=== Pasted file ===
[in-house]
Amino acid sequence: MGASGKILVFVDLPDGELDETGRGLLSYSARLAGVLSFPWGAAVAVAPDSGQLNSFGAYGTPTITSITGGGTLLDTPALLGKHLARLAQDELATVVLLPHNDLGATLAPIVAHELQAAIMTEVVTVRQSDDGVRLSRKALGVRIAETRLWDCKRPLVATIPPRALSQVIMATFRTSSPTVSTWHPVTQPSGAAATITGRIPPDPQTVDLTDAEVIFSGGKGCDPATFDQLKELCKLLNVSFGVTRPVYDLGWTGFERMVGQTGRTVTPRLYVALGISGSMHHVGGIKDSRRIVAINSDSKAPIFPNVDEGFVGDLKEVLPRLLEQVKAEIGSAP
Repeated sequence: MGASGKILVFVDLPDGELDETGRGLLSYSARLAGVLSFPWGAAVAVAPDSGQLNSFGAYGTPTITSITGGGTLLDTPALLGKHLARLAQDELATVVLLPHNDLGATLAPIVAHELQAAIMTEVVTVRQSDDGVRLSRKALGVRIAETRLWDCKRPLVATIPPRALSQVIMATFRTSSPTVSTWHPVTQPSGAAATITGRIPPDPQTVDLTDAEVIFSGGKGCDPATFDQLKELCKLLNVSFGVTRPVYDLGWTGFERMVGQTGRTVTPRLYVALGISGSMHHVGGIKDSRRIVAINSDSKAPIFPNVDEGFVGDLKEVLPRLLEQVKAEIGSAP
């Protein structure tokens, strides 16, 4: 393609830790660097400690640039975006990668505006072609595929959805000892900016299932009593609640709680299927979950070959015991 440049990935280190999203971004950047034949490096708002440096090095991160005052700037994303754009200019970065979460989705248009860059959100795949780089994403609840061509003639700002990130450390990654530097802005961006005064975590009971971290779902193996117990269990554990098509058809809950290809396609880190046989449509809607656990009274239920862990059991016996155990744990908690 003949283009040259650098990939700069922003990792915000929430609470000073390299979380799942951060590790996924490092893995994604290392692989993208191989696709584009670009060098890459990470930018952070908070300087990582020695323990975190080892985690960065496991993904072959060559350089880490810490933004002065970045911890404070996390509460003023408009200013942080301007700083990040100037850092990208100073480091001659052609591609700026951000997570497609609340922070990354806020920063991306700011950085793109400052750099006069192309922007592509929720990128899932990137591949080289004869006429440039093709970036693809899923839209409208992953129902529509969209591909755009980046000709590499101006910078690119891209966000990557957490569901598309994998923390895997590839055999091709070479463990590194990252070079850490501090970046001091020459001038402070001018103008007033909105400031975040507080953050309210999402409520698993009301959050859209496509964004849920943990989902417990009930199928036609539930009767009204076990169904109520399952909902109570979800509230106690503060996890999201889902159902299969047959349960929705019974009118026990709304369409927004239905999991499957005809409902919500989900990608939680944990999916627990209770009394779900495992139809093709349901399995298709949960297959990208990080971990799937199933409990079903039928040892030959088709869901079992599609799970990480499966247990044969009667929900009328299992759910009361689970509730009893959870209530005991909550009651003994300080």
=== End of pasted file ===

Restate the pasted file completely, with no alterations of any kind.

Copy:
[in-house]
Amino acid sequence: MGASGKILVFVDLPDGELDETGRGLLSYSARLAGVLSFPWGAAVAVAPDSGQLNSFGAYGTPTITSITGGGTLLDTPALLGKHLARLAQDELATVVLLPHNDLGATLAPIVAHELQAAIMTEVVTVRQSDDGVRLSRKALGVRIAETRLWDCKRPLVATIPPRALSQVIMATFRTSSPTVSTWHPVTQPSGAAATITGRIPPDPQTVDLTDAEVIFSGGKGCDPATFDQLKELCKLLNVSFGVTRPVYDLGWTGFERMVGQTGRTVTPRLYVALGISGSMHHVGGIKDSRRIVAINSDSKAPIFPNVDEGFVGDLKEVLPRLLEQVKAEIGSAP
Repeated sequence: MGASGKILVFVDLPDGELDETGRGLLSYSARLAGVLSFPWGAAVAVAPDSGQLNSFGAYGTPTITSITGGGTLLDTPALLGKHLARLAQDELATVVLLPHNDLGATLAPIVAHELQAAIMTEVVTVRQSDDGVRLSRKALGVRIAETRLWDCKRPLVATIPPRALSQVIMATFRTSSPTVSTWHPVTQPSGAAATITGRIPPDPQTVDLTDAEVIFSGGKGCDPATFDQLKELCKLLNVSFGVTRPVYDLGWTGFERMVGQTGRTVTPRLYVALGISGSMHHVGGIKDSRRIVAINSDSKAPIFPNVDEGFVGDLKEVLPRLLEQVKAEIGSAP
């Protein structure tokens, strides 16, 4: 393609830790660097400690640039975006990668505006072609595929959805000892900016299932009593609640709680299927979950070959015991 440049990935280190999203971004950047034949490096708002440096090095991160005052700037994303754009200019970065979460989705248009860059959100795949780089994403609840061509003639700002990130450390990654530097802005961006005064975590009971971290779902193996117990269990554990098509058809809950290809396609880190046989449509809607656990009274239920862990059991016996155990744990908690 003949283009040259650098990939700069922003990792915000929430609470000073390299979380799942951060590790996924490092893995994604290392692989993208191989696709584009670009060098890459990470930018952070908070300087990582020695323990975190080892985690960065496991993904072959060559350089880490810490933004002065970045911890404070996390509460003023408009200013942080301007700083990040100037850092990208100073480091001659052609591609700026951000997570497609609340922070990354806020920063991306700011950085793109400052750099006069192309922007592509929720990128899932990137591949080289004869006429440039093709970036693809899923839209409208992953129902529509969209591909755009980046000709590499101006910078690119891209966000990557957490569901598309994998923390895997590839055999091709070479463990590194990252070079850490501090970046001091020459001038402070001018103008007033909105400031975040507080953050309210999402409520698993009301959050859209496509964004849920943990989902417990009930199928036609539930009767009204076990169904109520399952909902109570979800509230106690503060996890999201889902159902299969047959349960929705019974009118026990709304369409927004239905999991499957005809409902919500989900990608939680944990999916627990209770009394779900495992139809093709349901399995298709949960297959990208990080971990799937199933409990079903039928040892030959088709869901079992599609799970990480499966247990044969009667929900009328299992759910009361689970509730009893959870209530005991909550009651003994300080």